Internews has been working in Sri Lanka since the 2005 Asian tsunami, when we established a humanitarian lifeline program producing radio programming and weekly newspapers aimed at those affected by the natural disaster.
A few years later, when conflict began to escalate between the Tamils and government forces, Internews began a program providing information to war-affected IDPs (internally displaced persons). Internews also established a number of regional media houses, training local journalists and providing them with resources to more effectively cover local issues. This included safety-oriented training programs, covering digital and physical safety.
Because of media restrictions, conducting journalism training was challenging – especially during 2010 to 2014. With a new President and new government in office in 2015, restrictions on the media have been lifted, and journalists can report freely. However, with this new era of media freedom, there is a great need to build the capacity and professionalism of the media sector.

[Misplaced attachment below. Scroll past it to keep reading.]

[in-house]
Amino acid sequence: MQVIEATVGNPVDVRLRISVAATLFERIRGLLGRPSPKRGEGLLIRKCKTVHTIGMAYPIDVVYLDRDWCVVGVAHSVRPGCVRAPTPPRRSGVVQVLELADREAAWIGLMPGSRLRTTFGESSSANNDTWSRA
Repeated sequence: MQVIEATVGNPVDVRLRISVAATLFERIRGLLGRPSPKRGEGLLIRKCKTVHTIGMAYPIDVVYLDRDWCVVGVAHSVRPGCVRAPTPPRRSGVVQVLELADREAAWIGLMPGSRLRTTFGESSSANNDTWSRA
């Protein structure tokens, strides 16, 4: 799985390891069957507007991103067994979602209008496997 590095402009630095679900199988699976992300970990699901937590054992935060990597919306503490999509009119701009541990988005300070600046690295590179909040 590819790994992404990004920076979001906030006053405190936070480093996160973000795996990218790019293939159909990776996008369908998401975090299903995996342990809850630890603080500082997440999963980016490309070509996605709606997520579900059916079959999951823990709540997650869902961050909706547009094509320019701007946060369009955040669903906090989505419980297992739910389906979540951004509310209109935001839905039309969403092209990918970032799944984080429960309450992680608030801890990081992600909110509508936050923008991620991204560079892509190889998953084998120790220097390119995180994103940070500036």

Internews’ programs in Sri Lanka continue to provide much needed training and mentoring of journalists, giving them practical opportunities to produce feature and investigative journalisms, and increase their familiarity with ICTs and social media. Our programs also focus on facilitating journalists to work with peers from other ethnic communities, and mentor them to report accurately and fairly, promoting government transparency and help the country transition to a progressive, diverse and vibrant democracy.